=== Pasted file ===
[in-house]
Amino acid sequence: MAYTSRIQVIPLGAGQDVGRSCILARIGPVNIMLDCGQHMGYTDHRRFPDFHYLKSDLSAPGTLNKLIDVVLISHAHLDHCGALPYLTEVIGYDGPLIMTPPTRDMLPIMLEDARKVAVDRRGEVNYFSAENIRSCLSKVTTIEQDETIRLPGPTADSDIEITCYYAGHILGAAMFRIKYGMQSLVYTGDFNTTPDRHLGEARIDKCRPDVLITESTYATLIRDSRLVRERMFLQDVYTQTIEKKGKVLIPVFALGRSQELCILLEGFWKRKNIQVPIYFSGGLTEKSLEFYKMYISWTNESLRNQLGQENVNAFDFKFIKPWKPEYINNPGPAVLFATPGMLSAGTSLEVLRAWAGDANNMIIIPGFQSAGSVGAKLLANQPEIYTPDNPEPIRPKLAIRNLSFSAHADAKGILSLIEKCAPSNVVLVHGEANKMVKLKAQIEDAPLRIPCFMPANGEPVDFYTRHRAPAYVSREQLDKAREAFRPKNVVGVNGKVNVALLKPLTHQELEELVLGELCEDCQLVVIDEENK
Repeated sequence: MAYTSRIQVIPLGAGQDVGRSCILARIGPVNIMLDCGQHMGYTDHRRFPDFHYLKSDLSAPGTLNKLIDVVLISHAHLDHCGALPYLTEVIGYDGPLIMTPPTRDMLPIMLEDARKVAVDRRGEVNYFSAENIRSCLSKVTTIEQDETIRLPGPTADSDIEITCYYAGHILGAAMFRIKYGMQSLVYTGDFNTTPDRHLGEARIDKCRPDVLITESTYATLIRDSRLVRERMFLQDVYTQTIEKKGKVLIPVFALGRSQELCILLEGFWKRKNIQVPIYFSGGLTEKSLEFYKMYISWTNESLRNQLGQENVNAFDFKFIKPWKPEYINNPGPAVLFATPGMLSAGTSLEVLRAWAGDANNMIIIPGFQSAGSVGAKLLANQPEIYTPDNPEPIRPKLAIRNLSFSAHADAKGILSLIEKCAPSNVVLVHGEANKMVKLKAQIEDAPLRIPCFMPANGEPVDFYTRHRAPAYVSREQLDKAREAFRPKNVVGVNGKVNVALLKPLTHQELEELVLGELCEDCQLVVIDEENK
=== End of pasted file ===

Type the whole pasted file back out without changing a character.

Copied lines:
[in-house]
Amino acid sequence: MAYTSRIQVIPLGAGQDVGRSCILARIGPVNIMLDCGQHMGYTDHRRFPDFHYLKSDLSAPGTLNKLIDVVLISHAHLDHCGALPYLTEVIGYDGPLIMTPPTRDMLPIMLEDARKVAVDRRGEVNYFSAENIRSCLSKVTTIEQDETIRLPGPTADSDIEITCYYAGHILGAAMFRIKYGMQSLVYTGDFNTTPDRHLGEARIDKCRPDVLITESTYATLIRDSRLVRERMFLQDVYTQTIEKKGKVLIPVFALGRSQELCILLEGFWKRKNIQVPIYFSGGLTEKSLEFYKMYISWTNESLRNQLGQENVNAFDFKFIKPWKPEYINNPGPAVLFATPGMLSAGTSLEVLRAWAGDANNMIIIPGFQSAGSVGAKLLANQPEIYTPDNPEPIRPKLAIRNLSFSAHADAKGILSLIEKCAPSNVVLVHGEANKMVKLKAQIEDAPLRIPCFMPANGEPVDFYTRHRAPAYVSREQLDKAREAFRPKNVVGVNGKVNVALLKPLTHQELEELVLGELCEDCQLVVIDEENK
Repeated sequence: MAYTSRIQVIPLGAGQDVGRSCILARIGPVNIMLDCGQHMGYTDHRRFPDFHYLKSDLSAPGTLNKLIDVVLISHAHLDHCGALPYLTEVIGYDGPLIMTPPTRDMLPIMLEDARKVAVDRRGEVNYFSAENIRSCLSKVTTIEQDETIRLPGPTADSDIEITCYYAGHILGAAMFRIKYGMQSLVYTGDFNTTPDRHLGEARIDKCRPDVLITESTYATLIRDSRLVRERMFLQDVYTQTIEKKGKVLIPVFALGRSQELCILLEGFWKRKNIQVPIYFSGGLTEKSLEFYKMYISWTNESLRNQLGQENVNAFDFKFIKPWKPEYINNPGPAVLFATPGMLSAGTSLEVLRAWAGDANNMIIIPGFQSAGSVGAKLLANQPEIYTPDNPEPIRPKLAIRNLSFSAHADAKGILSLIEKCAPSNVVLVHGEANKMVKLKAQIEDAPLRIPCFMPANGEPVDFYTRHRAPAYVSREQLDKAREAFRPKNVVGVNGKVNVALLKPLTHQELEELVLGELCEDCQLVVIDEENK